• [0086]
    In an alternate approach to folding, FIG. 12 a shows an exemplary laid-down approach comprising a first layer of fibrous material 10 x having peaks 40 x and valleys 42 x, a second layer of fibrous material 10 y having peaks 40 y and valleys 42 y and a third layer of fibrous material 10 z being substantially planar. The second and third layers may help to entrap SAP and also to maintain overall structural integrity by keeping the SAP in position so as not to create a shear line within the overall core structure. In this particular embodiment, first layer of fibrous material 10 x and second layer of fibrous material 10 y may be positioned such that the valleys of one layer vertically aligns with the peaks of the other layer as shown by line 1200. Alternatively, one skilled in the art would appreciate that the peaks of each layer may be vertically aligned. Further, in this particular embodiment, SAP 80x may be deposited in some or all of valleys 42 x and SAP 80y may be deposited in some or all of valleys 42 y. Additionally, the third layer of fibrous material 10 z may be positioned on top of or between the first and second layers. The upper deposition layer of SAP may or may not be substantially similar to the lower deposition layer. For example, the upper layer of SAP may be slower acting in order to allow a first urine insult to be stored by the lower layer and then permit the upper layer to be available for subsequent urine insults. Furthermore, the upper layer of SAP may be cheaper than the lower layer, thus providing a cost savings without inferior efficacy. FIG. 12 b shows the third layer 10 z being consolidated onto the second layer 10 y such that the third layer 10 z substantially fills valleys 42 y. In this particular embodiment, the valleys 42 x of first layer 10 x remain substantially intact, while peaks 40 x now have a relatively medium density. FIG. 12 c shows a close-up view of the encircled area of FIG. 12 b whereupon the regions of varying densities may be further appreciated.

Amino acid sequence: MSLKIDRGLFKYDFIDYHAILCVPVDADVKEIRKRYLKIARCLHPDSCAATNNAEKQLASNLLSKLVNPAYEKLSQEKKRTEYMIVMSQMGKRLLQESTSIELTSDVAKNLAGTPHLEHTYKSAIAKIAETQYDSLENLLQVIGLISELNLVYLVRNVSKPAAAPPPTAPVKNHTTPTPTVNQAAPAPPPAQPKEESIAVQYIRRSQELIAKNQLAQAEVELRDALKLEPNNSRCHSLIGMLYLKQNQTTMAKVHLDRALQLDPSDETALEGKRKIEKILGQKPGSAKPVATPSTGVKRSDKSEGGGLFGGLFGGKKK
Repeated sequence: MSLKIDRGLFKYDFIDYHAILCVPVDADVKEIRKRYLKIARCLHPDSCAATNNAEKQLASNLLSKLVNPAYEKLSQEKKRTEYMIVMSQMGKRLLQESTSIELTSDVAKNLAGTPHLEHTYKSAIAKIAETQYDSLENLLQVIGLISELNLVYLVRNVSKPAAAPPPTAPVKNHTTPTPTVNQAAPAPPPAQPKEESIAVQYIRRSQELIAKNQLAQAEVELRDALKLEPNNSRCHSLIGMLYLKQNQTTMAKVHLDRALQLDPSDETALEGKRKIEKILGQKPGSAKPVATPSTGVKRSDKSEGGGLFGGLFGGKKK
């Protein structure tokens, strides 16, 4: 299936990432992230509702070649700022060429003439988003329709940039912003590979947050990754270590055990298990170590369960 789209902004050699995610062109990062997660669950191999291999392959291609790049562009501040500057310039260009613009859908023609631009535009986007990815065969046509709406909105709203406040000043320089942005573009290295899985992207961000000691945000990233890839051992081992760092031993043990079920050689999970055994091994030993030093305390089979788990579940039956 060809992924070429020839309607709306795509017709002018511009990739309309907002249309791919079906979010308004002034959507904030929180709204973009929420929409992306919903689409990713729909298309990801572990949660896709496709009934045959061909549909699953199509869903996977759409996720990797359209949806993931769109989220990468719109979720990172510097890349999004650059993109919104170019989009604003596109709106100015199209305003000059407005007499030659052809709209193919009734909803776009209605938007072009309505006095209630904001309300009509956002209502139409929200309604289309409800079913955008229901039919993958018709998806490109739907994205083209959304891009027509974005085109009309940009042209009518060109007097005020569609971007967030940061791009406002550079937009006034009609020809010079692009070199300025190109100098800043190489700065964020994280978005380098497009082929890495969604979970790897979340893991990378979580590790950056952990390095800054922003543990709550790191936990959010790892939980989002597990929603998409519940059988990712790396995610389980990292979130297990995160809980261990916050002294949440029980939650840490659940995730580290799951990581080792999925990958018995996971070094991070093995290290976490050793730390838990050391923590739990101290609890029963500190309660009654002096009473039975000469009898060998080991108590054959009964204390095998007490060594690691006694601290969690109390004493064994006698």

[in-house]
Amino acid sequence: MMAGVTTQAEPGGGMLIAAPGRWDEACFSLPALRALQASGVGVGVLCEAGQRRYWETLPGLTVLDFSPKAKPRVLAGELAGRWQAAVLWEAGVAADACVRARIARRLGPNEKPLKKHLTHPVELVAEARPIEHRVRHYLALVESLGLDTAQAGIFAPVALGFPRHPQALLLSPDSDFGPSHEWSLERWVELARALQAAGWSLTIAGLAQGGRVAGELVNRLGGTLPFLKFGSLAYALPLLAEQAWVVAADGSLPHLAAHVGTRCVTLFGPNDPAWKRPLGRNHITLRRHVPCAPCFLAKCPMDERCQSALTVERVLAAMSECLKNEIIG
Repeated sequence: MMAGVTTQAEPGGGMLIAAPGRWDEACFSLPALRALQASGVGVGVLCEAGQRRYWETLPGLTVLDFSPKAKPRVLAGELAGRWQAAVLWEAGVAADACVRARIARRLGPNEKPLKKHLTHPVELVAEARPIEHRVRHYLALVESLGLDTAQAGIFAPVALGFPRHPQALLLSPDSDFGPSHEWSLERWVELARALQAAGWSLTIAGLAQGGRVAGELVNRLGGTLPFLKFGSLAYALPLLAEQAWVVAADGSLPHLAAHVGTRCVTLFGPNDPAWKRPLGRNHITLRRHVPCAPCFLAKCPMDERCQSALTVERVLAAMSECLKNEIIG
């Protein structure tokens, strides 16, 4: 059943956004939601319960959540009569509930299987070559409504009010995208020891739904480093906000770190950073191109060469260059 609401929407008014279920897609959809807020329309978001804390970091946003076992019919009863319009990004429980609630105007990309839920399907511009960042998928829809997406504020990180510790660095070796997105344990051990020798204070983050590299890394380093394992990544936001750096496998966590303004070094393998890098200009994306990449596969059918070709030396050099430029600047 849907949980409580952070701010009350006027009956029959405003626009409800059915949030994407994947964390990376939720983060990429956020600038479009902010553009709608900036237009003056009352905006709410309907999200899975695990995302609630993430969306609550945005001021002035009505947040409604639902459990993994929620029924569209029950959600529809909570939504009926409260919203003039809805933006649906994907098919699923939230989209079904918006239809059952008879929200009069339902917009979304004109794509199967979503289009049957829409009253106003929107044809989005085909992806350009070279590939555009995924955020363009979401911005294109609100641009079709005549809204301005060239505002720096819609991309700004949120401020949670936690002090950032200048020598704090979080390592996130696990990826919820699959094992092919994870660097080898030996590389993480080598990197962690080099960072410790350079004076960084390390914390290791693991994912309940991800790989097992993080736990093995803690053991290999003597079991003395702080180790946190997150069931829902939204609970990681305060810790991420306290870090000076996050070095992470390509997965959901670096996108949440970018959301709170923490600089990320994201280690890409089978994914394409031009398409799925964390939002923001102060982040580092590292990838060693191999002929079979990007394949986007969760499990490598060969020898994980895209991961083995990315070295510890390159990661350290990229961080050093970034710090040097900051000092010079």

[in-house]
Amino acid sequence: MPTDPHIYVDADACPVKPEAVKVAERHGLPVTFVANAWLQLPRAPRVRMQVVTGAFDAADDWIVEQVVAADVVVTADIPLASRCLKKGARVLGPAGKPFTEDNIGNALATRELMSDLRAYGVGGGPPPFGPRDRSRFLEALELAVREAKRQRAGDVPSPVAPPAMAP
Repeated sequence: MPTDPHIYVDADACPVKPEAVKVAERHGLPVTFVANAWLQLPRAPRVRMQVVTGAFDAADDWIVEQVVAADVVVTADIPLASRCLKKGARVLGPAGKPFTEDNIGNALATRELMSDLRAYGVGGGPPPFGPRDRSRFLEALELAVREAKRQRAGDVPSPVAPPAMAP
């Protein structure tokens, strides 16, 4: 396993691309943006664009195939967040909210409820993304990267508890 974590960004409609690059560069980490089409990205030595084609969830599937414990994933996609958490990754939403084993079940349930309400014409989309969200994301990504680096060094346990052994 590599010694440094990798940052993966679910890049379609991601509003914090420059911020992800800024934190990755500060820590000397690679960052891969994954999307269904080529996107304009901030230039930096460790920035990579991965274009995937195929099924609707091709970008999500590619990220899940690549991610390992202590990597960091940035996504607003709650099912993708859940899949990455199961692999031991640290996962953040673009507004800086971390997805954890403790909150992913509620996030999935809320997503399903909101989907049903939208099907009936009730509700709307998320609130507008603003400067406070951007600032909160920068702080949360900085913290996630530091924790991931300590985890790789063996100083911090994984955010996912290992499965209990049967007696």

• [0087]
    Referring now to FIG. 13 a, a two-dimensional schematic is shown to depict one of the benefits of the present invention. More specifically, the novel aspects of the present invention provide for the creation of novel core structure designs. For instance, FIG. 13 a shows a two-dimensional schematic view of an absorbent core 3000 having acquisition regions 3010, distribution regions 3020 and storage regions 3030 being selectively placed throughout the core design. Such a designs provides for novel fluid management. It is well known that conventional absorbent core structures for use in disposable absorbent articles may be made of multiple layers of materials. Further, it is well known that the layers may consist of different types of materials. For example, a conventional absorbent article may be made of: (a) a top layer which serves as an acquisition region for more immediate absorption of exudate from the wearer, (b) an intermediate layer which serves as a storage region for more long-term storage of exudate and (c) a bottom layer which serves as a distribution region for the intended transportation of exudate within the absorbent core structure (e.g., move exudate longitudinally or laterally for greater utilization of diaper). However, such conventional cores often do not permit inter-layer fluid communication. Not only does the present invention provide inter-layer fluid communication, but it provides three-dimensional fluid management as depicted in the series of FIGS. 13 a-13 c, wherein the fluid 3003 is moved in accordance with the core design principles disclosed herein. Lastly, the core structure may be designed to have its regions (i.e., acquisition regions 4010, distribution regions 4020 and storage regions 4030) vary in their three-dimensional placement as depicted by absorbent core 4000 in FIG. 14.AII documents cited in the Detailed Description of the Invention are, in relevant part, incorporated herein by reference; the citation of any document is not to be construed as an admission that it is prior art with respect to the present invention.